Wireshark-users: Re: [Wireshark-users] Analyzing a "broken" FTP session
From: Martin Visser <[email protected]>
Date: Tue, 25 Aug 2009 10:23:40 +1000
Actually I did notice the TSval=0 change and was thinking about what it meant, and then promptly forgot about it. I was not aware of RFC1323, certainly could be the corner-case we are looking for, so that might well be the issue!

Regards, Martin

[email protected]

On Tue, Aug 25, 2009 at 10:15 AM, Sake Blok <[email protected]> wrote:
On Tue, Aug 25, 2009 at 01:05:36AM +0200, Sake Blok wrote:
> In the tracefile made_on_server.pcap, there are packets sent to
> the server (your FTPd host) with a tcp seq of 127 (frame 62 and 63),
> but they seem to be rejected by the TCP layer (frame 64 and 65). The
> weird thing is that they are rejected with an ACK of 127, meaning that
> the TCP stack is awaiting data from seq 127 onwards (which was what the
> client was sending).

And then again, you learn something every day, there is more to TCP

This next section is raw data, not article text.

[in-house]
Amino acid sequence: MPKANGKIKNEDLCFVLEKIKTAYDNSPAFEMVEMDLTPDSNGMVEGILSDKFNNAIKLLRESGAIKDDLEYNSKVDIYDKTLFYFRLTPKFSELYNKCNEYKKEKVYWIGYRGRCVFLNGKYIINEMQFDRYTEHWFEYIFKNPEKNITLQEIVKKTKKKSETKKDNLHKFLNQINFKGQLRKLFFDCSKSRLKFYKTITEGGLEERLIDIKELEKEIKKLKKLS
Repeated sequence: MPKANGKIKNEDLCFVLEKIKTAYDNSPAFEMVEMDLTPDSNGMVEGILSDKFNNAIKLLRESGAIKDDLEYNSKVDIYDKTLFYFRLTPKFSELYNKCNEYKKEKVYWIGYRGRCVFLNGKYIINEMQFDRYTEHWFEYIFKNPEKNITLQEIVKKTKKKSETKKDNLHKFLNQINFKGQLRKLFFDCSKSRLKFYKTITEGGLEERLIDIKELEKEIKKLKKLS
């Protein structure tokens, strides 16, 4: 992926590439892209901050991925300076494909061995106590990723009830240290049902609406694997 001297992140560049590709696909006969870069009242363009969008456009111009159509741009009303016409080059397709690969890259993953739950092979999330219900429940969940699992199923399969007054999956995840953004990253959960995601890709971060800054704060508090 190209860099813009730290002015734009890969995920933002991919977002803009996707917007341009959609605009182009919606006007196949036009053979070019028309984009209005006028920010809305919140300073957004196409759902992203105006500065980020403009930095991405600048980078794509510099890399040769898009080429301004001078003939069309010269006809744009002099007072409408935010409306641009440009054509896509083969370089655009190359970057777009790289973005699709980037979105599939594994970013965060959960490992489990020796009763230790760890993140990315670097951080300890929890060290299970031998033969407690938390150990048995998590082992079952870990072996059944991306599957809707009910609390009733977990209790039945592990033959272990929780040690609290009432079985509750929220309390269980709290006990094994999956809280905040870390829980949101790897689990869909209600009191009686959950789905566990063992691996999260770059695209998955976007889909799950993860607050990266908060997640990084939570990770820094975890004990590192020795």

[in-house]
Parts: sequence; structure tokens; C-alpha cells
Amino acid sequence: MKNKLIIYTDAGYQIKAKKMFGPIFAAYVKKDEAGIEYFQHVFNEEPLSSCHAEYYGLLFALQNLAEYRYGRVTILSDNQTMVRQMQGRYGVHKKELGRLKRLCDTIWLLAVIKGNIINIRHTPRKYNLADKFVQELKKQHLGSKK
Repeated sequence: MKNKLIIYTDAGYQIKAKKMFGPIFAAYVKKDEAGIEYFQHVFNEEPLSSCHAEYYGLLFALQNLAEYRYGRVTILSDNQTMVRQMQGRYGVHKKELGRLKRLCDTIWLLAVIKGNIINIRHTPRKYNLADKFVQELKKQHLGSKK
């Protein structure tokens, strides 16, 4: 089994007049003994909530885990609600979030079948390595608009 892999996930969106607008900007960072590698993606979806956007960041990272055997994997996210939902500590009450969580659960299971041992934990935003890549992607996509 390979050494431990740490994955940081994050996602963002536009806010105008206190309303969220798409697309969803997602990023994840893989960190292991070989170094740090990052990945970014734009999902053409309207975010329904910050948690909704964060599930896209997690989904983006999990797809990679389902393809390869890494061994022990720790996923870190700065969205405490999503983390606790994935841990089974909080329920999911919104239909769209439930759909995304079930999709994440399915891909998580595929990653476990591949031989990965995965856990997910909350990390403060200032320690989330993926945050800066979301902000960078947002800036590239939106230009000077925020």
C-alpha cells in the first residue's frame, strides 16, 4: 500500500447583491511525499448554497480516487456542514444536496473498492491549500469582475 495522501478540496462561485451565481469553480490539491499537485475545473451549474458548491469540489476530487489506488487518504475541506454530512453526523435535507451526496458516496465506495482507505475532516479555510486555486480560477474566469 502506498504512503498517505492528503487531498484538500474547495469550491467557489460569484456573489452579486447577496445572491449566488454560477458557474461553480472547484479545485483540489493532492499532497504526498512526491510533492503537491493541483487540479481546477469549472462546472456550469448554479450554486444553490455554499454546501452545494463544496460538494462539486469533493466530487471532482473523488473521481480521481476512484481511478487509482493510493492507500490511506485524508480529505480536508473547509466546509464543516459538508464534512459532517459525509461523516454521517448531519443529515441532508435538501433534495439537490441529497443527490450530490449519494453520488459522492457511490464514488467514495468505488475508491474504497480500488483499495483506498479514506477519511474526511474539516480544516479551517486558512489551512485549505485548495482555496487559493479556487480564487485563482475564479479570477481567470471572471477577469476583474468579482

sequence numbers then meets the eye :-)

In this case: TCP timestamps. They are used for a few things, one of
them being "Protect Against Sequencenumber Wrapping". For a full
explanation, read RFC 1323 (as I just did), but in short: A timestamp
option is added to the TCP header which should be monotone-increasing.
If a packet is received with a timestamp that is lower than one that has
been received earlier, the packet should be dropped and an ACK should be
sent back to the sender.

This is exactly what happens in your trace. The firewall sends a frame
with TSval=0 (frame 61) and then frame 62 and 63 contain a TSval of
4038448187. However, in a signed 32 bit integer, this value is negative
and therefore it is less then 0. So the TCP stack on the Linux server
drops these packets as if indeed they are delayed packets.

I think that it's a bug in the ASA that it sends out a frame with
TSval=0, so you could see whether your service provider is willing to
file a bug with Cisco.

In the mean time, chances are that disabling "ftp inspect" might solve
the issue as no layer7 processing will be done anymore for this traffic
by the ASA. This however lowers your security level as "ftp inspect"
also looks for protocol anonomalies. Another workaround could be to turn
of rfc 1323 support on the server (see:
http://mohammednv.wordpress.com/2009/05/27/disable-tcp-timestamping/ ).

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